I wasn’t surprised not to win. I actually expected the award would go to Shun/ Kershaw’s new Bob Kramer line of kitchen knives. They had a PR coup de taut with an article in the New Yorker Magazine in November. It being my first time there and being that my colorful handles may be a little to light in the loafers for the stab each other, tactical knife crowd, I was a long shot at best to win.

A quick note on by brothers of the redneck. I grew up with chickens and horses, drove a tractor, wear carharett's, chew Copenhagen, drink Pabst Blue Ribbon and whiskey and have been known to get a sunburn on the back of my neck while fishing, so when I slander them, I do it as only a brother can.

After the banquet is some classic drinking in the bar at the Waverly Hotel attached to the convention center. It is known as “the pit” because the bar is sunk into the floor. You will walk by a table and there are 6 guys sitting there with 4 or 5 knives sitting in front of them like the are playing poker for blades. You might also see a guy walking around carrying a sword. Legend has it that as many important knife deals happen in The Pit as at the Blade Show. It is certainly true that you can have drinks with all the legends of the cutlery world in one night.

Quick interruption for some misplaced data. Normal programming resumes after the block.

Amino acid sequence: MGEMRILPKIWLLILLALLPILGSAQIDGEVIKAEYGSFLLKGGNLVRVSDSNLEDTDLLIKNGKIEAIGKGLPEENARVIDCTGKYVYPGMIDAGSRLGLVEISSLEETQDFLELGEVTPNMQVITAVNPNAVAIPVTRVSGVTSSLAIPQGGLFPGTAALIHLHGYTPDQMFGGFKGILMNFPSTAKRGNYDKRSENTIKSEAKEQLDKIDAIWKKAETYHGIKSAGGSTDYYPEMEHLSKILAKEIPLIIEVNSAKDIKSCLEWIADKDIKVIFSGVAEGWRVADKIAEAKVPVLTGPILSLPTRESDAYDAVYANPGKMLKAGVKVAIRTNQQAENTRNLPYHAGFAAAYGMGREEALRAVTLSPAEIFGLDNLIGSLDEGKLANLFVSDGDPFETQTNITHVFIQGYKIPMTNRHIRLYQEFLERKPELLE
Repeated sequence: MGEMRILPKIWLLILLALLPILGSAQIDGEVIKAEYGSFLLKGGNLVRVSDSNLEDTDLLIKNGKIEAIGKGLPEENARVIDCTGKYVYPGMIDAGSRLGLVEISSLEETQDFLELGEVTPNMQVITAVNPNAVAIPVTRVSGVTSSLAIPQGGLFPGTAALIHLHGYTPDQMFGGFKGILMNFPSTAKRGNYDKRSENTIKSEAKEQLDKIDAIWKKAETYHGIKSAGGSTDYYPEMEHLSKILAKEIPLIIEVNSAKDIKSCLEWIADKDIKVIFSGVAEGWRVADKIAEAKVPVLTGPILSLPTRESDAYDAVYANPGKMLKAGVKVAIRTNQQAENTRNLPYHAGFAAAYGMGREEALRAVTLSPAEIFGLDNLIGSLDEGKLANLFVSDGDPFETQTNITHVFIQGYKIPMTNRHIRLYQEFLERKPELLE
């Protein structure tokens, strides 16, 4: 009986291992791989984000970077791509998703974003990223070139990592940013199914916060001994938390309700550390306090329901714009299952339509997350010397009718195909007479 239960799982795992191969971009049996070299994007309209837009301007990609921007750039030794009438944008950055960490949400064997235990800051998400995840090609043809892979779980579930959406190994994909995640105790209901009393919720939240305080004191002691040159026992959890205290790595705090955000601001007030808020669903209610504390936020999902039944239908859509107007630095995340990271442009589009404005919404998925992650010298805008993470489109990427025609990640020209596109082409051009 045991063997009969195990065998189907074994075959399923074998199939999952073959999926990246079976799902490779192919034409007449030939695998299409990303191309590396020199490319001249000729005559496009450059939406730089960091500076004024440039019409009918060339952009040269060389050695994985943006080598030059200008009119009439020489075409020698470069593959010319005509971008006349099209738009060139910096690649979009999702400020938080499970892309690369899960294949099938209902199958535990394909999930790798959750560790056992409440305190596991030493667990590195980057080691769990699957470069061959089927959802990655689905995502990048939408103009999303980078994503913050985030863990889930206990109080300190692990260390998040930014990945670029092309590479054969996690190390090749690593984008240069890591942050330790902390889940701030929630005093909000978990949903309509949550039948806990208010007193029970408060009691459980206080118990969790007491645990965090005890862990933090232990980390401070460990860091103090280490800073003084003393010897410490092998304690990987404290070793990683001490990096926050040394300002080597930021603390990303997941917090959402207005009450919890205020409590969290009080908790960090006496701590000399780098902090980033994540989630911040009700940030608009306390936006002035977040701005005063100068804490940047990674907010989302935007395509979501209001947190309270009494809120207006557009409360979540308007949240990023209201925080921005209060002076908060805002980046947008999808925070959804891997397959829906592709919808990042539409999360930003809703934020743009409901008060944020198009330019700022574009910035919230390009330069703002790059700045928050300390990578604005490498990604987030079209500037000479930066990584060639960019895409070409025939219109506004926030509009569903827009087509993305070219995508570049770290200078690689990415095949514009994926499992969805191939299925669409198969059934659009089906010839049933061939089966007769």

Well, after a few whiskeys, I started to get a little ornery and started talking some smack about the Kitchen of the Year Award. One thing led to another and I ended up throwing down the gauntlet to Chris Reeve. In true Wyoming Cowboy style, I challenged him to a bread knife showdown at high noon the next day at the blade show. This did take some courage and a few whiskeys. Not only is Chris Reeve a legend in the knife industry but is also a very large, somewhat salty, South African expat with a “special forces” mystic. He took it in the good fun I intended and we had several cocktails to cap off the night. I’m sure he thought it was all bar talk, little did he know I went to bed with a plan.